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Warranties In The Box, James J. White Jan 2009

Warranties In The Box, James J. White

Articles

Thousands of times each day, a buyer opens a box that contains a new computer or other electronic device. There he finds written material including an express "Limited Warranty." Sometimes the box has come by FedEx directly from the manufacturer; other times the buyer has carried it home from a retail merchant. Despite the fact that it is standard practice for the manufacturer to include a limited written express warranty on the sale of such products,' and despite the fact that both the manufacturer and the buyer believe that warranty to be legally enforceable, the law on its enforceability is ...


Contracts Without Consent: Exploring A New Basis For Contractual Liability, Omri Ben-Shahar Jan 2004

Contracts Without Consent: Exploring A New Basis For Contractual Liability, Omri Ben-Shahar

Articles

This Essay explores an alternative to one of the pillars of contract law, that obligations arise only when there is "mutual assent "--when the parties reach consensus over the terms of the transaction. It explores a principle of "no-retraction," under which each party is obligated to terms it manifested and can retract only with some liability. In contrast to the all-or-nothing nature of the mutual assent regime, where preliminary forms of consent are either full-blown contracts or create no obligation, under the no-retraction regime, obligations emerge gradually, as the positions of the negotiating parties draw closer. Further, the no-retraction liability ...


The Law Of Duress And The Economics Of Credible Threats, Oren Bar-Gill, Omri Ben-Shahar Jan 2004

The Law Of Duress And The Economics Of Credible Threats, Oren Bar-Gill, Omri Ben-Shahar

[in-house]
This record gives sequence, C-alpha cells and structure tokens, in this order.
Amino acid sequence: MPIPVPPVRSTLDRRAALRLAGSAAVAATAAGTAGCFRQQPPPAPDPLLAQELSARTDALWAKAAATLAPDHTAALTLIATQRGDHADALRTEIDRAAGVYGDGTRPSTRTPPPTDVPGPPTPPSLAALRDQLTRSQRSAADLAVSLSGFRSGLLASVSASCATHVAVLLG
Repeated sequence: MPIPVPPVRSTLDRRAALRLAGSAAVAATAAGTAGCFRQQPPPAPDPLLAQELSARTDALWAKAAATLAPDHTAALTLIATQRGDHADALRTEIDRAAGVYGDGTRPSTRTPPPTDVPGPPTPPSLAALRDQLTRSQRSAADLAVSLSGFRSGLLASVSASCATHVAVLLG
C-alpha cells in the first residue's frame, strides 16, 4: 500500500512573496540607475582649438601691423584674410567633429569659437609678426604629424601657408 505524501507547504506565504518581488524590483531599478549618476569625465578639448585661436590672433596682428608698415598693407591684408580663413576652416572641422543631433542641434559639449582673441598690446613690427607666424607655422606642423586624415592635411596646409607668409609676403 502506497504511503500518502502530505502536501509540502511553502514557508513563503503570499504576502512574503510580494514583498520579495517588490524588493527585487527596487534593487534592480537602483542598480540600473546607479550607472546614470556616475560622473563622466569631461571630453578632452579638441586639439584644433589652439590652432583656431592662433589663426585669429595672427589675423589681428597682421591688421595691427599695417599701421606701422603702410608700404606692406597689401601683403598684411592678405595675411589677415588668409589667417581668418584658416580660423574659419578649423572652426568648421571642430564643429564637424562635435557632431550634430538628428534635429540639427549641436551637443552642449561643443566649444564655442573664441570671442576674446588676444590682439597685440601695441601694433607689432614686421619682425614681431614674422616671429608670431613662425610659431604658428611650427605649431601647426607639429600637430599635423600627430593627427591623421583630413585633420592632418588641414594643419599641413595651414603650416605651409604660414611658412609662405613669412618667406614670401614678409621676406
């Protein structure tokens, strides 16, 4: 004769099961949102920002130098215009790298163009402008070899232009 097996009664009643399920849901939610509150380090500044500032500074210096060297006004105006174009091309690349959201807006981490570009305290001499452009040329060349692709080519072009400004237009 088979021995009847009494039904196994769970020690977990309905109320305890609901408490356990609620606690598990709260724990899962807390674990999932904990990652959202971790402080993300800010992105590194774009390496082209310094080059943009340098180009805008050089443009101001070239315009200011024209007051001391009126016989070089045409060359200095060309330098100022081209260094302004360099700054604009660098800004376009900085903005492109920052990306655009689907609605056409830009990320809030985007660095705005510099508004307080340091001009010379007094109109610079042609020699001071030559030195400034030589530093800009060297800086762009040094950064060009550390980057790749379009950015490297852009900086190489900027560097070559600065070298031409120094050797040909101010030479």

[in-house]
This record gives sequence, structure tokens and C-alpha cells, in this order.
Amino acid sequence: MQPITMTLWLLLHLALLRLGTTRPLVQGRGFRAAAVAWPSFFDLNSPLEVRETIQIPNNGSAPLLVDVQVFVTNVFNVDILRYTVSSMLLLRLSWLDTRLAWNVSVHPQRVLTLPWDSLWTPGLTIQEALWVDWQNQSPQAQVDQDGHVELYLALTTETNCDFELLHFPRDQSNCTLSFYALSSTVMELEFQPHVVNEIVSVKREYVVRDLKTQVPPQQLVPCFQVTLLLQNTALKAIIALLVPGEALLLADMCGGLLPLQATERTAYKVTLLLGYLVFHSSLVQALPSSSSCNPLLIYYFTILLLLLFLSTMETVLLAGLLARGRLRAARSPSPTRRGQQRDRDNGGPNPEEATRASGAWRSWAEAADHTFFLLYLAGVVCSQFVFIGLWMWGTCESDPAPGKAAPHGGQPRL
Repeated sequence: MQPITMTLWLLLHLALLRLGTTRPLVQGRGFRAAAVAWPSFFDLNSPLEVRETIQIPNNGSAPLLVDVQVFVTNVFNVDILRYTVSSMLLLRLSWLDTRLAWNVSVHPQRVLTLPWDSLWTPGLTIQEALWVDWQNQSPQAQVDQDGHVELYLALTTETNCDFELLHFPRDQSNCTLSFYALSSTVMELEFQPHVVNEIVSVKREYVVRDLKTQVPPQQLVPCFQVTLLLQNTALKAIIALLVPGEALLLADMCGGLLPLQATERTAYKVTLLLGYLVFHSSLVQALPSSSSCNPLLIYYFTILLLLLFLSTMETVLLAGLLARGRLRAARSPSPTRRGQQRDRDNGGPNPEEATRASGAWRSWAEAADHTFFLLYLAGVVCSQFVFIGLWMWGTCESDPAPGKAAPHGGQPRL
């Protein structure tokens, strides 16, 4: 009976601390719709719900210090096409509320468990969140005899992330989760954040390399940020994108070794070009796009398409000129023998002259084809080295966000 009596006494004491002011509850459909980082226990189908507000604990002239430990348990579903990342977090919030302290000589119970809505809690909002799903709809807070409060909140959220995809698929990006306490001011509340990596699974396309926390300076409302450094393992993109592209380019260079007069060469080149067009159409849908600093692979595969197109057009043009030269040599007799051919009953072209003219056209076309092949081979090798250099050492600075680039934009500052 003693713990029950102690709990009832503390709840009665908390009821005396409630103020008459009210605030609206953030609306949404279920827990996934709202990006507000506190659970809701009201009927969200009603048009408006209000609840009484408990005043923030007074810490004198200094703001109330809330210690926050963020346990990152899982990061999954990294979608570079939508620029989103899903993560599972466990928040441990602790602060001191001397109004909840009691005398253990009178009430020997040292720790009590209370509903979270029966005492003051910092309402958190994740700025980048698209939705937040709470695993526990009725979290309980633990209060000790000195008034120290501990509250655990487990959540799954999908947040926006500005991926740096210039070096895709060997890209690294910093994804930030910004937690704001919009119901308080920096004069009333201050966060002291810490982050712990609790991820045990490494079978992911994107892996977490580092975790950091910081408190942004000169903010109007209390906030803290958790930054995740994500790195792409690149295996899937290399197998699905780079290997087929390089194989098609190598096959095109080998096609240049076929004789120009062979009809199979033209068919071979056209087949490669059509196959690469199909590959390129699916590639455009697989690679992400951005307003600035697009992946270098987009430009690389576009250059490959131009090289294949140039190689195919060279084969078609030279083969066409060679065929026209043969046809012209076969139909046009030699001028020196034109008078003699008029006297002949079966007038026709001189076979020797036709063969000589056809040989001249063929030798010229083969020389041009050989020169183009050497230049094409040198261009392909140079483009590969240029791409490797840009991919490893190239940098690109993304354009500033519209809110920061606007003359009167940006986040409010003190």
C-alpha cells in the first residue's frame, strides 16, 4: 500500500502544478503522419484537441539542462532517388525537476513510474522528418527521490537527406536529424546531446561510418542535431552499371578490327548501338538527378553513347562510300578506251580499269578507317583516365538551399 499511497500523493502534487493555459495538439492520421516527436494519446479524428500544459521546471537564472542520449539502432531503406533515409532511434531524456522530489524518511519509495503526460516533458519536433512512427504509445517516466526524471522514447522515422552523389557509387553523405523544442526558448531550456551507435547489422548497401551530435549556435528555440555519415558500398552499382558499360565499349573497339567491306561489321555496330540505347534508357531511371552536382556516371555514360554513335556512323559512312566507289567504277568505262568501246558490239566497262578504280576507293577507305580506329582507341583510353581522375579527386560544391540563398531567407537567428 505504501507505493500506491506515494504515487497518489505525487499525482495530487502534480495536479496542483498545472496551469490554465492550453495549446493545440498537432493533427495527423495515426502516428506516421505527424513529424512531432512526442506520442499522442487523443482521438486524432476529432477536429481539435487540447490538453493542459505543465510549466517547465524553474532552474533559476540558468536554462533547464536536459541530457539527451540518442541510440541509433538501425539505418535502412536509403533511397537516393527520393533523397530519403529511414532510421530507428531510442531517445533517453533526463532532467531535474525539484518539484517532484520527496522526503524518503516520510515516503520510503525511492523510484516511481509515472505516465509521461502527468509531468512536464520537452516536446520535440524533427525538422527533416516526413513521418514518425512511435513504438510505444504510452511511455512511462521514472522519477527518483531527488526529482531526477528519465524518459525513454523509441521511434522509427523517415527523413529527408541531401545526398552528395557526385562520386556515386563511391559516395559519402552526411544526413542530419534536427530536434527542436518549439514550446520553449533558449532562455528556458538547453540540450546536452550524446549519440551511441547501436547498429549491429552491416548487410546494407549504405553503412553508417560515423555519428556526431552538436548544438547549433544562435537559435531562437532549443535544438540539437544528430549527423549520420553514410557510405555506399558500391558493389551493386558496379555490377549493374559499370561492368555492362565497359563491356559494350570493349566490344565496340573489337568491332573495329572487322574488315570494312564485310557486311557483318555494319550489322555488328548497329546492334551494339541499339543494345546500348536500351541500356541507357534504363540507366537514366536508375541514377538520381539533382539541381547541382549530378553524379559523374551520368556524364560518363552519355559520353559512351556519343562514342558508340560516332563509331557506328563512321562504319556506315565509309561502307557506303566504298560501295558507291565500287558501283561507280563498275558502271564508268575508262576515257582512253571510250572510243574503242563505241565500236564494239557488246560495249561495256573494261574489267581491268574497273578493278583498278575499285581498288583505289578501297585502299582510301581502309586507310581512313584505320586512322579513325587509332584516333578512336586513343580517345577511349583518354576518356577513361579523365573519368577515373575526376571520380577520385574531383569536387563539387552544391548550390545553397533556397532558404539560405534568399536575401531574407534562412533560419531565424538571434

Articles

This paper argues that enforcement of an agreement, reached under a threat to refrain from dealing, should be conditioned solely on the threat's credibility. When a credible threat exists, enforcement promotes social welfare and the threatened party's interests. If agreements backed by credible threats were not enforceable, the threatening party would not extort them and would instead refrain from deaing-to the threatened party's detriment. The doctrine of duress, which invalidates such agreements, hurts the coerced party. By denying enforcement when a credible threat exists, the duress doctrine precludes the threatened party from making the commitment necessary to ...


'Agreeing To Disagree': Filling Gaps In Deliberately Incomplete Contracts, Omri Ben-Shahar Jan 2004

'Agreeing To Disagree': Filling Gaps In Deliberately Incomplete Contracts, Omri Ben-Shahar

Articles

Incomplete contracts have always been viewed as raising the following challenge for contract law: does the incompleteness-or, "indefiniteness," as it is usually called-rise to such a level that renders the agreement legally unenforceable? When the indefiniteness concerns important terms, it is presumed that the parties have not reached an agreement to which they intend to be bound. This "fundamental policy" is the upshot of the view that "contracts should be made by the parties, not by the courts."' When, in contrast, the indefiniteness concerns less important terms, courts supplement the agreement with gap fillers and enforce the supplemented contract.


Forward [To Freedom From Contract Symposium], Omri Ben-Shahar Jan 2004

Forward [To Freedom From Contract Symposium], Omri Ben-Shahar

Articles

This Symposium explores freedom from contract. When I was preparing to travel from my home in Ann Arbor to the University of Wisconsin where this Symposium was to be held, my 9-year-old son asked where I was headed. I explained that a bunch of people and I were going to meet and talk about freedom from contract, but the boy seemed unsure what this exchange was going to be about. I tried to translate: "It is about making promises that you don't really have to keep." This sounded surprising to him. He raised an inquisitive brow, and I knew ...


Freeing The Tortious Soul Of Express Warranty Law, James J. White Jan 1998

Freeing The Tortious Soul Of Express Warranty Law, James J. White

Articles

I suspect that most American lawyers and law students regard express warranty as neither more nor less than a term in a contract, a term that is subject to conventional contract rules on formation, interpretation, and remedy. Assume, for example, that a buyer sends a purchase order to a seller and the purchase order specifies the delivery of 300 tons of "prime Thomas cold rolled steel." The acknowledgment also describes the goods to be sold as "prime Thomas cold rolled steel." Every American lawyer would agree that there is a contract to deliver such steel and furthermore would conclude that ...